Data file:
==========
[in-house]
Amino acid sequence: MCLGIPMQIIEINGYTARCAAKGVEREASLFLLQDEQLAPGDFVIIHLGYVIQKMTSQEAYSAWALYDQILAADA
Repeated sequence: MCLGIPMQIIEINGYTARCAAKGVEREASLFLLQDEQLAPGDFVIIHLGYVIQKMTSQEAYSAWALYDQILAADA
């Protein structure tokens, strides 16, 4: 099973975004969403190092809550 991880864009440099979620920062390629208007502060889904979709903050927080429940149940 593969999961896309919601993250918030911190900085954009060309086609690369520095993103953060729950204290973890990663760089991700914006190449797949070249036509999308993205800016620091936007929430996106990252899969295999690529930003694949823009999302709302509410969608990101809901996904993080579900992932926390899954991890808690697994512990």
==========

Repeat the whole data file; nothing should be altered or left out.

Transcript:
[in-house]
Amino acid sequence: MCLGIPMQIIEINGYTARCAAKGVEREASLFLLQDEQLAPGDFVIIHLGYVIQKMTSQEAYSAWALYDQILAADA
Repeated sequence: MCLGIPMQIIEINGYTARCAAKGVEREASLFLLQDEQLAPGDFVIIHLGYVIQKMTSQEAYSAWALYDQILAADA
């Protein structure tokens, strides 16, 4: 099973975004969403190092809550 991880864009440099979620920062390629208007502060889904979709903050927080429940149940 593969999961896309919601993250918030911190900085954009060309086609690369520095993103953060729950204290973890990663760089991700914006190449797949070249036509999308993205800016620091936007929430996106990252899969295999690529930003694949823009999302709302509410969608990101809901996904993080579900992932926390899954991890808690697994512990």